Inscription: Signed Hazel Dermody on the front flyleaf. Directly beneath the signature, in the same hand, is written “Warning:- the book is minus a page, number 7+8. Of little consequence to the reader. H.D.” And she was right. It appears to be a factory error as I can see no sign of a page being torn or cut out.

Rugged Water (Joseph C. Lincoln, 1924)

Calvin is the Number One man at the Setuckit life saving station, and after the retirement of Captain Oz, he expects to be promoted to keeper. And he would have been, had it not been for Benoni. Benoni was a life saver at the nearby Crooked Hill station. The Crooked Hill gang made a disastrous blunder one storm and all hands, save Benoni, were lost. He escaped entirely by luck — although to hear him tell it, it was the will of God that he should live. Benoni was already something of a born again, but the wreck has driven him into a religious mania. He’s a dangerous person to have around, both the Setuckit crew and the life saving superintendent agree, but the press have turned him into a hero, and politicians courting voters have had their sway. Benoni is made captain at Setuckit.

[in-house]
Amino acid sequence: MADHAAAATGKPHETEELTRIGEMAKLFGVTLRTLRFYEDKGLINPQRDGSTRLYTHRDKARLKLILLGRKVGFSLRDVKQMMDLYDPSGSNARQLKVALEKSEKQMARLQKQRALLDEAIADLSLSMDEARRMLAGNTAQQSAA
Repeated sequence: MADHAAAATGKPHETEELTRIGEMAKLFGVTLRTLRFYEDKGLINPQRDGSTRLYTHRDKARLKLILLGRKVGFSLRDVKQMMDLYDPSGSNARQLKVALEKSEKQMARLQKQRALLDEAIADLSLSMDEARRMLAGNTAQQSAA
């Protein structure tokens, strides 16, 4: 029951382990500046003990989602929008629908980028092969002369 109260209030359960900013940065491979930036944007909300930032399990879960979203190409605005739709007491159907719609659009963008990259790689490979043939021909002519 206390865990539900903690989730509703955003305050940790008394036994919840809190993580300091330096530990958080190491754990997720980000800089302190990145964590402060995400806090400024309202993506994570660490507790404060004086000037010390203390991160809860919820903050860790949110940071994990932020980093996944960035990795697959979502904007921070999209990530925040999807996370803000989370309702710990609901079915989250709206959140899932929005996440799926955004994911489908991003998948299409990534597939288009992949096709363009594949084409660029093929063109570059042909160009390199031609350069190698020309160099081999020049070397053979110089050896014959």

Calvin is troubled less than Myra at this setback. Myra is secretly engaged to Calvin — secretly because she’s less interested in him than she is in using him for her own advancement, and the future marriage was contingent on the captaincy. Calvin, in truth, is relieved to be rid of her now that he’s discovered true love in the form of Benoni’s daughter Norma. Norma’s opinion of her father’s ability to lead isn’t very much greater than that of the others’, and in Calvin, she finds someone who can support and direct him, which Calvin promises to do.